For athletes (and if you are a Legger, you are an athlete) water is an essential link to performance. Water acts to cool our body during physical activity. Our bodies sweat to cool us down. However, sweat also depletes our body’s waters content.

Not drinking during exercise harms our body’s ability to regulate our body temperature. As we get dehydrated, blood that transfers oxygen to the muscles is diverted to skin to help eliminate heat. In other words, not replacing water during training/racing slows you down.

How much water do we need? The average person needs at least 2 quarts (1.89 L) of water each day. For longer mileage or more intense workouts (speed work), we need to add to that amount to prevent dehydration.

How to determine how much water you need? The common thought was drink when you’re thirsty. That really doesn’t work for a lot of us. Here’s a quick way to learn what your body needs: Before starting a mid-week, weigh yourself without your clothes. Then, get dressed and go out on a 1 hour run or walk. Come home, get out of your clothes and weigh yourself. You should see a weight loss. That is the water you have lost during an hour and that is the amount of water you should replace each hour you are training/racing. It may seem like a lot but depending on your speed, it could be a few ounces every 15 minutes.

What about Electrolyte/Sports Drinks? These drinks can be very helpful especially if you are training over an hour. A good sports drink contains sodium and carbohydrates and electrolytes. Electrolytes are elements such as sodium, chloride and potassium. When we sweat, we lose sodium and chloride and we need to replace these elements to prevent cramping. Some athletes use salt tablets or add a small amount of salt (½ tsp. or less) to their drinks.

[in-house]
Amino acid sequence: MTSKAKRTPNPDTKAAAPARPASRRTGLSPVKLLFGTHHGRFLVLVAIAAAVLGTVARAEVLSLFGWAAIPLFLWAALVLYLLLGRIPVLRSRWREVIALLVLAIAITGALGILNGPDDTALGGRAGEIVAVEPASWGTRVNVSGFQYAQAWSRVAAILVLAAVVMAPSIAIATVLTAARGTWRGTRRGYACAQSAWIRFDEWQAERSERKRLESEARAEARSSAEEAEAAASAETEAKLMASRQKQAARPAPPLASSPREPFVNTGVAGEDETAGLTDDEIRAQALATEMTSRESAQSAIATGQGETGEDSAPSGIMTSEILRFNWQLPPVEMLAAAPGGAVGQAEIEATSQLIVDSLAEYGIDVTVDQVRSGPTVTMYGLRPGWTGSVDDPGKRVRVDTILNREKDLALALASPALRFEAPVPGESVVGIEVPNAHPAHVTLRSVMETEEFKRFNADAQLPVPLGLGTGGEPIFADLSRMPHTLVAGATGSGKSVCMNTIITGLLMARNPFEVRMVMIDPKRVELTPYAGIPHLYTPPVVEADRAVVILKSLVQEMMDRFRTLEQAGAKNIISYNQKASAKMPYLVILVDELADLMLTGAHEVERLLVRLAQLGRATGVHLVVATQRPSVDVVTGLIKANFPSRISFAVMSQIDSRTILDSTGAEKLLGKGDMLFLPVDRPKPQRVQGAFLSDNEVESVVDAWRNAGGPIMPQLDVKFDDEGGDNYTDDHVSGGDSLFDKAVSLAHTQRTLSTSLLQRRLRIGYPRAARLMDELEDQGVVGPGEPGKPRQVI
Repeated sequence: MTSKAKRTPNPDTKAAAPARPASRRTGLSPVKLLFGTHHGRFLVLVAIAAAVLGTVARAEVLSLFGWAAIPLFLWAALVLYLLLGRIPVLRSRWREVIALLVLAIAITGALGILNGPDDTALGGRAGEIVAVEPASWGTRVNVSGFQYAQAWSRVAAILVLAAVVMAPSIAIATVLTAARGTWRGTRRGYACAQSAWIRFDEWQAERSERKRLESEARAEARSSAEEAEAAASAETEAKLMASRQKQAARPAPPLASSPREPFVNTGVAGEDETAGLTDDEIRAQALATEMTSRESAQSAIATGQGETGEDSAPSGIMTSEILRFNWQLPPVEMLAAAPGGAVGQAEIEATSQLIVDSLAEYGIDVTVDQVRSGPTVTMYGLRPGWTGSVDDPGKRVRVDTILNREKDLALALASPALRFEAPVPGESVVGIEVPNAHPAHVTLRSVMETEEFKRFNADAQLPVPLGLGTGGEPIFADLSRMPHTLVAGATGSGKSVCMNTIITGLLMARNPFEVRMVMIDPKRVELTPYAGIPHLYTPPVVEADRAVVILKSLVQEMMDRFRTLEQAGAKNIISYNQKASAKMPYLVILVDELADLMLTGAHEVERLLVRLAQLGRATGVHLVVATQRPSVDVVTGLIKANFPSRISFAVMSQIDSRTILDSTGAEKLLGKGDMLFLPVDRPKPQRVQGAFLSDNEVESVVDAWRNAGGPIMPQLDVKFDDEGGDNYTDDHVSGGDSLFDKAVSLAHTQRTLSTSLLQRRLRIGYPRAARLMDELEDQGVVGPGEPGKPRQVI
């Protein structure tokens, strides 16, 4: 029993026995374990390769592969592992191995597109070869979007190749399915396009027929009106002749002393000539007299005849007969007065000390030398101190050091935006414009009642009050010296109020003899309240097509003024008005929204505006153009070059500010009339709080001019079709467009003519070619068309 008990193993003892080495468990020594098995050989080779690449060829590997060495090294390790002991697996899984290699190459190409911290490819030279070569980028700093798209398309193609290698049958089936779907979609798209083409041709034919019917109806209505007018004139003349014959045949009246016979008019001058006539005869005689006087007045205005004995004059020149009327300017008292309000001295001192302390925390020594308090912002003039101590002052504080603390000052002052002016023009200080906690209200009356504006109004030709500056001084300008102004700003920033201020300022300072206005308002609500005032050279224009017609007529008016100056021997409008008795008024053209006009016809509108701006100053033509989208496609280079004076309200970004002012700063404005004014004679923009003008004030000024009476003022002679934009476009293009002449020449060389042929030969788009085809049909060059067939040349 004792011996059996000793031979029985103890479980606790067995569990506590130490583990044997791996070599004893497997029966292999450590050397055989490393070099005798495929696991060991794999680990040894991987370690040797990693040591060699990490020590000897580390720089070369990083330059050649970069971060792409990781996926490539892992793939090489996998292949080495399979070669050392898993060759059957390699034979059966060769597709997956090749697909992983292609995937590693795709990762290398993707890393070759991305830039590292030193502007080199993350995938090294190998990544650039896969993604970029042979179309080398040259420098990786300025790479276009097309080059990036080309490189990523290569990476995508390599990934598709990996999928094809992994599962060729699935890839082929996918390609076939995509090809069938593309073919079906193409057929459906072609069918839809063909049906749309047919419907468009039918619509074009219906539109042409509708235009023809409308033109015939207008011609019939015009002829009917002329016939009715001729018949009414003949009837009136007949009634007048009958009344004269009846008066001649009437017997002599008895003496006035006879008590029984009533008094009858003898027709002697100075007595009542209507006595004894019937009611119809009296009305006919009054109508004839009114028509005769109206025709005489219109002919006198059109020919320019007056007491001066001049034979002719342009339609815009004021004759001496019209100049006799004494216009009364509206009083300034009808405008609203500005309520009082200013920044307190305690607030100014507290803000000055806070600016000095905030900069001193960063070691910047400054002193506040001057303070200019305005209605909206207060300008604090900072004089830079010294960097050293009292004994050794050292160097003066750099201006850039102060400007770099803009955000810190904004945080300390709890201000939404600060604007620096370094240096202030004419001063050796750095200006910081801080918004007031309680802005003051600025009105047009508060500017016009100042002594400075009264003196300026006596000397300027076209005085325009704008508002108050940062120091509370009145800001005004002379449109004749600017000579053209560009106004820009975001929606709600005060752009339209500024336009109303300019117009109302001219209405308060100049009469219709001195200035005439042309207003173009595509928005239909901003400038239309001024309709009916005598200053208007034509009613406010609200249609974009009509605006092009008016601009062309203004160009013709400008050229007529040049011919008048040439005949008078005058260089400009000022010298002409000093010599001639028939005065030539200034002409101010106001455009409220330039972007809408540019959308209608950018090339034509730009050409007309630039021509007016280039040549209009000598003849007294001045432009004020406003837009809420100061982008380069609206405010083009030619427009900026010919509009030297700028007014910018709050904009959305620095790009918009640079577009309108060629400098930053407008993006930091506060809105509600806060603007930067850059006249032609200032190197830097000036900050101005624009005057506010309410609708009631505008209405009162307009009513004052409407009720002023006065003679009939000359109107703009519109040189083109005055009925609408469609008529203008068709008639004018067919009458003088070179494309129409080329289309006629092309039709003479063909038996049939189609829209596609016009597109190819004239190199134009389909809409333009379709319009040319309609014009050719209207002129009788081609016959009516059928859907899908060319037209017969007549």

How much is too much of a good thing? Hyponatremia is low blood sodium. Instances of hyponatremia are generally the result of over-hydrating with water or sodium-free drinks. It can be a life-threatening condition. Cramping is often a sign of low blood sodium, as are the symptoms of heat stroke below. In other words, either too little salt or too little water can look very much the same.

Learn to recognize the symptoms of heat stroke and heat illness. This is a medical emergency. Symptoms of heat stroke: Lack of sweat and the skin is hot and dry, disorientation, vomiting, headache, loss of consciousness. If you recognize these symptoms in a person, call 911 immediately.

Heat illness has some similar symptoms: weakness, chills, goose bumps, nausea, headache, faintness, disorientation, muscle cramping, and cessation of sweating. Get the person in shade, have them drink. If necessary, call 911.

If you have any questions concerning any of the above, you may want to talk to your mentor or contact


For some quick tips about how to get what you need on your long runs and walks, check out this short video from Leggers 101:

And if you want to review your options for carrying water, see this video from Leggers 101: